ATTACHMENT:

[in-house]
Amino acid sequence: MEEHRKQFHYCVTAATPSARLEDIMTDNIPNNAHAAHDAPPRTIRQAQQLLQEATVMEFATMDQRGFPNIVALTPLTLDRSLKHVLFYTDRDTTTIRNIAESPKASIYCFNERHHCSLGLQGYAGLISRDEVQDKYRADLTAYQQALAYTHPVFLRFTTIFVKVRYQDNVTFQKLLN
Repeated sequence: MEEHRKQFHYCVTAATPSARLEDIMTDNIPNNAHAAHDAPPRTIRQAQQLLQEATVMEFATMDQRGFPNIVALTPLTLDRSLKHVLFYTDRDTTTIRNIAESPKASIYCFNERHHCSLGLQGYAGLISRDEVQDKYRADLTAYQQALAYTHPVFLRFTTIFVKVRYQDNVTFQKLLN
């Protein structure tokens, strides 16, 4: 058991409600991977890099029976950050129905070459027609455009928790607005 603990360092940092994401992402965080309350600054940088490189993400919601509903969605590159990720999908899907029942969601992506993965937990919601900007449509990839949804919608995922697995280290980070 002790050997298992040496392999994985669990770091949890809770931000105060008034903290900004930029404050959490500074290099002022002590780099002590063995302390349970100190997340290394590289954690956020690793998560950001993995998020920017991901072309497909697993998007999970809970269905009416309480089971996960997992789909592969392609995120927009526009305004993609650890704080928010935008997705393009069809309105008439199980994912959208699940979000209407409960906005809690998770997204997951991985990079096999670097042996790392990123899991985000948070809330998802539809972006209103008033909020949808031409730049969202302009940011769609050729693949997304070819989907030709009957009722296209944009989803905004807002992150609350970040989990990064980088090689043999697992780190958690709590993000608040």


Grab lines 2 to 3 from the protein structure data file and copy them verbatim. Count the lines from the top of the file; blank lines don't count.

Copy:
Amino acid sequence: MEEHRKQFHYCVTAATPSARLEDIMTDNIPNNAHAAHDAPPRTIRQAQQLLQEATVMEFATMDQRGFPNIVALTPLTLDRSLKHVLFYTDRDTTTIRNIAESPKASIYCFNERHHCSLGLQGYAGLISRDEVQDKYRADLTAYQQALAYTHPVFLRFTTIFVKVRYQDNVTFQKLLN
Repeated sequence: MEEHRKQFHYCVTAATPSARLEDIMTDNIPNNAHAAHDAPPRTIRQAQQLLQEATVMEFATMDQRGFPNIVALTPLTLDRSLKHVLFYTDRDTTTIRNIAESPKASIYCFNERHHCSLGLQGYAGLISRDEVQDKYRADLTAYQQALAYTHPVFLRFTTIFVKVRYQDNVTFQKLLN